This story about a young boy chased by monsters in Echo Park is one I've been working on for some time with revisions continuing even after acceptance.  I'd like to thank Horror Zine's editor Jenni Rector for the valuable feedback she gave in polishing up the story, as well as my friend Ashley Perez who gave me a first reaction on it way back when.

Roar Shack should be out in print in the next few weeks.

Saturday, July 5, 2014

The List

This week, I felt that my new short story Q & A was ready to hit the submission meat grinder.  Well, I'm not 100% sure it's perfect, but I think it's ready enough for at least a first round of submissions to a few places.  I'm like that sometimes; send out a piece and if it's universally rejected then it needs a little more fine-tuning.

I entered the story on Duotrope and started searching for publications that might be a good match.  The website said it had none.  Not one.  Now that's odd because Duotrope has thousands of markets listed.

A few years ago, a grad school friend of mine sent me a link for the markets list on Poets and Writers Magazine's website.  It's not nearly as extensive as Duotrope, but I think it's helpful if you want to do a broader search.  You can search by genre, subgenre, format, and payment type.  They tell you whether or not a market allows for simultaneous submissions, and most of them on this list do.

Duotrope is still the #1 search platform for me, but the Poets and Writers list is a pretty solid Plan B.

Wednesday, July 2, 2014

Simply Complicated

Next week, I'm starting my television writing course at UCLA, one of a few courses in the medium I've got planned ahead.  Eventually, there's a course I'd like to take called Anatomy of the Pilot.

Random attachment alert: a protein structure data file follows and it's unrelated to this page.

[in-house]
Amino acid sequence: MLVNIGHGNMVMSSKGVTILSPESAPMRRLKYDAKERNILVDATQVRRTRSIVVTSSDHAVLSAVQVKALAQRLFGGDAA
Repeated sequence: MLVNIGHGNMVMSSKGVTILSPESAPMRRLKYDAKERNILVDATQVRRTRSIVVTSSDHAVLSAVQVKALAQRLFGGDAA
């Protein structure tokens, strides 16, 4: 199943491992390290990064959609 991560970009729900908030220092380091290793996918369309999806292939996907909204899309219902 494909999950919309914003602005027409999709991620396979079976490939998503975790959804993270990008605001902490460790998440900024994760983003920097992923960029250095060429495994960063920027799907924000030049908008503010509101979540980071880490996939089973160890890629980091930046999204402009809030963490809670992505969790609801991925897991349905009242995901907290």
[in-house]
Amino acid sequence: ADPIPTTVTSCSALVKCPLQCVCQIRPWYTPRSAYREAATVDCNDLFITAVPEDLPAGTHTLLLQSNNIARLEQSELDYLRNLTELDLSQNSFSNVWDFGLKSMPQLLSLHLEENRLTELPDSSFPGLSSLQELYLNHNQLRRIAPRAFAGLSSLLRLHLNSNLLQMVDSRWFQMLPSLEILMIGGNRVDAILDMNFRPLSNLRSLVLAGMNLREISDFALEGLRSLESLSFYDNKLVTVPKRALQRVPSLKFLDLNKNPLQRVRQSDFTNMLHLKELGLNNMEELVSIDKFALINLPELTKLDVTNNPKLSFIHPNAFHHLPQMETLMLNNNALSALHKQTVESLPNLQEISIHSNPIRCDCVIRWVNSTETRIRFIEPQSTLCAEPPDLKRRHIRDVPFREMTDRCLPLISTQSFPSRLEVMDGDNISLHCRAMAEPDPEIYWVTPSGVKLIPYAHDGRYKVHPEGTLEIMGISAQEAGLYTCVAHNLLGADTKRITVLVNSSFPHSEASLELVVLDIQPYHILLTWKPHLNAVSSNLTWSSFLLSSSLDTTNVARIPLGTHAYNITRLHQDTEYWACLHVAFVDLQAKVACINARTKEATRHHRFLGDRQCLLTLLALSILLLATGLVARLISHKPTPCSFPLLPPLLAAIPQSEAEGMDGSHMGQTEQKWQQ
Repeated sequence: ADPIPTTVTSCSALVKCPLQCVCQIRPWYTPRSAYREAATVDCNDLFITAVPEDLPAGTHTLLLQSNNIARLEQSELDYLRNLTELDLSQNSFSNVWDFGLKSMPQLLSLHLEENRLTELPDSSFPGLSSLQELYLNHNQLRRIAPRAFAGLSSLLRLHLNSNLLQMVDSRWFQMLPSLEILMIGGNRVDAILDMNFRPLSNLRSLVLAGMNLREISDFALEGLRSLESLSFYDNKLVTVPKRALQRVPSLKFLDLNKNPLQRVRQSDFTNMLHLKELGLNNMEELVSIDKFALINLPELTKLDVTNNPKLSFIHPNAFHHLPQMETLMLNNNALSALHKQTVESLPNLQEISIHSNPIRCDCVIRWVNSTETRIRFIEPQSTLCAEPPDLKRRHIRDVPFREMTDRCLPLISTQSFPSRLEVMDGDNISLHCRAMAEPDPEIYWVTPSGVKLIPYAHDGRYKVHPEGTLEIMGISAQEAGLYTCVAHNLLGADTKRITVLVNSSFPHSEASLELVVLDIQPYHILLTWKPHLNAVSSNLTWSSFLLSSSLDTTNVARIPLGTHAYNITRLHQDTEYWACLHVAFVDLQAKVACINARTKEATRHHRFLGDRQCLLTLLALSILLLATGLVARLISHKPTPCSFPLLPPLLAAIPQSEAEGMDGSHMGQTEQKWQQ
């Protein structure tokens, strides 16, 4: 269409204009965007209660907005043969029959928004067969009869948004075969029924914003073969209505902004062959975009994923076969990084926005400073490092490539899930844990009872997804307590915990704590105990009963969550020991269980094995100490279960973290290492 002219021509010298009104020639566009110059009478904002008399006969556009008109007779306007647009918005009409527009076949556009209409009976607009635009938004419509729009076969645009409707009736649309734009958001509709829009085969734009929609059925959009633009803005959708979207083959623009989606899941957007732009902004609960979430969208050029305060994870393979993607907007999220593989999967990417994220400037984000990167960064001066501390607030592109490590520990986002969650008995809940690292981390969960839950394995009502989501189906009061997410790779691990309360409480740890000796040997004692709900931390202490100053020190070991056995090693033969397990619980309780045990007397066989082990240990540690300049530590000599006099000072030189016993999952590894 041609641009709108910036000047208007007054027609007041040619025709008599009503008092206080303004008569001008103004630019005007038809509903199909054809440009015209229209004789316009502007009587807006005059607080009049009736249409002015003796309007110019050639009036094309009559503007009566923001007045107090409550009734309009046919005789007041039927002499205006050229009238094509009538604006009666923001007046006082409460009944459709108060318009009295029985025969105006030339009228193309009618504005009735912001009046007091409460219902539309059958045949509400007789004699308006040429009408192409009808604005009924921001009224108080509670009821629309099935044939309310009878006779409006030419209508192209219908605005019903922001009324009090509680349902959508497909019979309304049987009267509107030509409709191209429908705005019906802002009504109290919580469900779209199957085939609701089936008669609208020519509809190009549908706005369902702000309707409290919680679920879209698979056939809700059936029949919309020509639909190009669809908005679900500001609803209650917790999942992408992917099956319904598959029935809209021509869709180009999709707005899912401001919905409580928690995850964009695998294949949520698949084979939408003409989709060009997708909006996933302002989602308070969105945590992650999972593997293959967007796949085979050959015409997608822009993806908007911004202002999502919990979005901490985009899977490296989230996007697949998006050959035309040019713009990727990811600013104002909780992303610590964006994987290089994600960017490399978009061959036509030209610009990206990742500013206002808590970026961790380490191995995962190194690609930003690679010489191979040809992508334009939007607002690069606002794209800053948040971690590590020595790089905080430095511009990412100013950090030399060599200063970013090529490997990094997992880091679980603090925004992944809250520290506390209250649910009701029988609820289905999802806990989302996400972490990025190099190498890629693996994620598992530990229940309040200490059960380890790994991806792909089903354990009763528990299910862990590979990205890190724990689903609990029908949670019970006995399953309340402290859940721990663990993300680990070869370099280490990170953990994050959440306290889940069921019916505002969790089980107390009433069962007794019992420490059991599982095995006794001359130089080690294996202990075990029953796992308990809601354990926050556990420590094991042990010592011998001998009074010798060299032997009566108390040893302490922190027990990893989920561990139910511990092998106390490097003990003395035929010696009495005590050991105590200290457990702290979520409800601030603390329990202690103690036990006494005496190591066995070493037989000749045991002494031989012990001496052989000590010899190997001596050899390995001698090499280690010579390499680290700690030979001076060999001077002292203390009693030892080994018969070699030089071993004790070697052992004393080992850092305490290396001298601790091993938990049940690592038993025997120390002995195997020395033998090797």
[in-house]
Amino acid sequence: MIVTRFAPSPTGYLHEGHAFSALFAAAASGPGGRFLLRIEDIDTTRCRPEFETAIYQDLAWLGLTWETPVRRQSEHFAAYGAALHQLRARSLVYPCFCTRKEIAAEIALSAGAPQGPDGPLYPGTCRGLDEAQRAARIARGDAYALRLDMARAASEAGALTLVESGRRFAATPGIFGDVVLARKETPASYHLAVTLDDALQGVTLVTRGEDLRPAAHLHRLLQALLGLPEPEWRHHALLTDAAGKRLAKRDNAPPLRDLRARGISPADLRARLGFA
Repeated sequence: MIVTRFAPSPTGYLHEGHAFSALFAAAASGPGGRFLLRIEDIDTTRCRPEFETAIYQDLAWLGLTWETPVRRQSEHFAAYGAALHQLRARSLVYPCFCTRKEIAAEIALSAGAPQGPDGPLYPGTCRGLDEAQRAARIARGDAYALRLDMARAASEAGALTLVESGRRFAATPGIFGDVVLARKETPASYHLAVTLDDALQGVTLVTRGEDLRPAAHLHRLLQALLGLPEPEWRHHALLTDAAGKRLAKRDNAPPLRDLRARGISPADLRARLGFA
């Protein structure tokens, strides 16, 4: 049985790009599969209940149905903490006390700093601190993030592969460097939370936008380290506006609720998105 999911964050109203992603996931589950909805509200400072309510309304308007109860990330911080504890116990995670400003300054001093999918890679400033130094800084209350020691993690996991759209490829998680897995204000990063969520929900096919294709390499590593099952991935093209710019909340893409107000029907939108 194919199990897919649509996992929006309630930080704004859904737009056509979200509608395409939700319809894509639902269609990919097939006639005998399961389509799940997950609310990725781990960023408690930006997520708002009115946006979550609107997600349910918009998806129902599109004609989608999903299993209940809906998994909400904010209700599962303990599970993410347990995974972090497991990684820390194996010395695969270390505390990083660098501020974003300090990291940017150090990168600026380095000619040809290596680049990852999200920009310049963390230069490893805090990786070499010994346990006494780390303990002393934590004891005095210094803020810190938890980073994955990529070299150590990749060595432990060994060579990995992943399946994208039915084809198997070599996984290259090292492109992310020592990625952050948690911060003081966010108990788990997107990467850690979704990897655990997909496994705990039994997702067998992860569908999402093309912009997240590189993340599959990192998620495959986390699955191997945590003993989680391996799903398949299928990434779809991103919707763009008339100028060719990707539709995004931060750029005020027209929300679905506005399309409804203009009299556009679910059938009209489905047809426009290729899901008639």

I have the syllabus for the pilot course printed out, and one of the assignments looks to be coming up with at least two series ideas to pitch.  I figured, What the hell?  Why not do some brainstorming for it now?  That's more sluggish my brain gets, you know?  If I think something's coming down the road, I want to get a jump on it as soon as possible.

I've got one idea that's sort of an apocalyptic version of Peter Pan's Lost Boys, but another idea I got is a blend of War of the Worlds with the format of American Horror Story, which is to keep things unpredictable by having different stories in a shared universe.  I don't think I've ever seen a shared universe featured in a TV series before, so it feels like an interesting little experiment.

But, as if the case with each alien invasion attempt I've tried in the past, I'm already feeling overwhelmed by the research for it.  Because it's not like writing a single piece of fiction where you can revise the whole thing for continuity.  For example, if you have the invaders presented in a certain way in one set of episodes, you can't come up with random and disjointed ideas later on because you can't go back and revise those shows that have made it to the air.  I'm thinking of the best case scenario, of course, imagining what would happen if - God help me - I make a pitch and it gets the green light.  It's a concern that I feel valid enough to roll over.

So yeah, I've got a big ol' list of research materials that I could review to come up with some ideas, but I still feel like I'm about to bite off more than I can chew.  The one thing I keep telling myself is to keep things simple.  Take it slowly and don't go off in a mad rush, because that's how you get lost in the woods.

God, I hope I know what I'm doing...